Cubs bullpen catcher cited for pot
Chicago Cubs bullpen catcher Corey Miller was ticketed on suspicion of possession of marijuana after 8.4 pounds of pot were found in the the pickup truck he was driving through Lincoln, Neb., according to the Lincoln Journal Star.
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Cubs director of media relations Peter Chase said Miller is a contract employee whose 2010 contract ends on Nov. 1, and the team currently is in a "fact-finding stage."
Nebraska State Police Trooper Mark White pulled over the pickup on Saturday for going 71 in a 65 mph zone, according to the Journal Star.
White was quoted in an affidavit as saying, "I asked what he did for a living, and he said that he was a catcher for the Cubs," the paper reported.
Miller has been the Cubs' bullpen catcher since 2007.
A woman in the pickup, Maria Myaskovsky, 26, of Madera, Calif., was arrested on suspicion of possession of marijuana with intent to deliver, according to the Journal Star, which reported she pleaded not guilty and posted bond to be released from jail.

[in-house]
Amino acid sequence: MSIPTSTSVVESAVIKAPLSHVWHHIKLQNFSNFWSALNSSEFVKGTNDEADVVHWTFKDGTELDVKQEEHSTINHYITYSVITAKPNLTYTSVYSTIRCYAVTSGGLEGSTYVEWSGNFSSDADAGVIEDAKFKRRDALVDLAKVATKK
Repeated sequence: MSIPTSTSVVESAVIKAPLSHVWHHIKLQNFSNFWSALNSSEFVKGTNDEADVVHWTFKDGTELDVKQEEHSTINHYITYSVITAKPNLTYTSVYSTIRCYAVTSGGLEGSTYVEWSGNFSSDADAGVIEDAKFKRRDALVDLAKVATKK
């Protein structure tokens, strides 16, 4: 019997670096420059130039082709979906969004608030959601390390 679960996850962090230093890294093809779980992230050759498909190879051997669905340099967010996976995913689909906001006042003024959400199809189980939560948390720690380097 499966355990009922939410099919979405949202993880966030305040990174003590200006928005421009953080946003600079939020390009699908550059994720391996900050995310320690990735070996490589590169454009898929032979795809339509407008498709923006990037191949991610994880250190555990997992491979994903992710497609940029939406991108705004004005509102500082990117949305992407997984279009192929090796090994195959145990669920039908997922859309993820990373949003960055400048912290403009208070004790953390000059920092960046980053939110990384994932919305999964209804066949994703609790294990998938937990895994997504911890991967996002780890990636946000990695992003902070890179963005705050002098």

Miller was cited and released, according to Nebraska State Patrol spokesperson Deb Collins, who said the Lancaster County Attorney's office will review the incident and decide "what, if any, charges are filed" against Miller.
The incident report stated that an infant also was in the truck, according to the paper, which quoted the affidavit as saying: "With the circumstances at hand, Maria was jailed and Corey was cited and released due to the infant in the vehicle and needing someone to care for the child."
According to the paper, the affidavit states that after Miller granted White permission to search the truck, the trooper found a plastic baby formula bag that contained a small bag of marijuana and a pipe. White then found 8.4 pounds of pot in plastic bags wrapped in dryer sheets inside of a suitcase containing men's clothing.
Investigators determined after interviews that Myaskovsky was the one who packed the marijuana, the paper reported.
ESPNChicago.com baseball reporter Bruce Levine contributed to this story.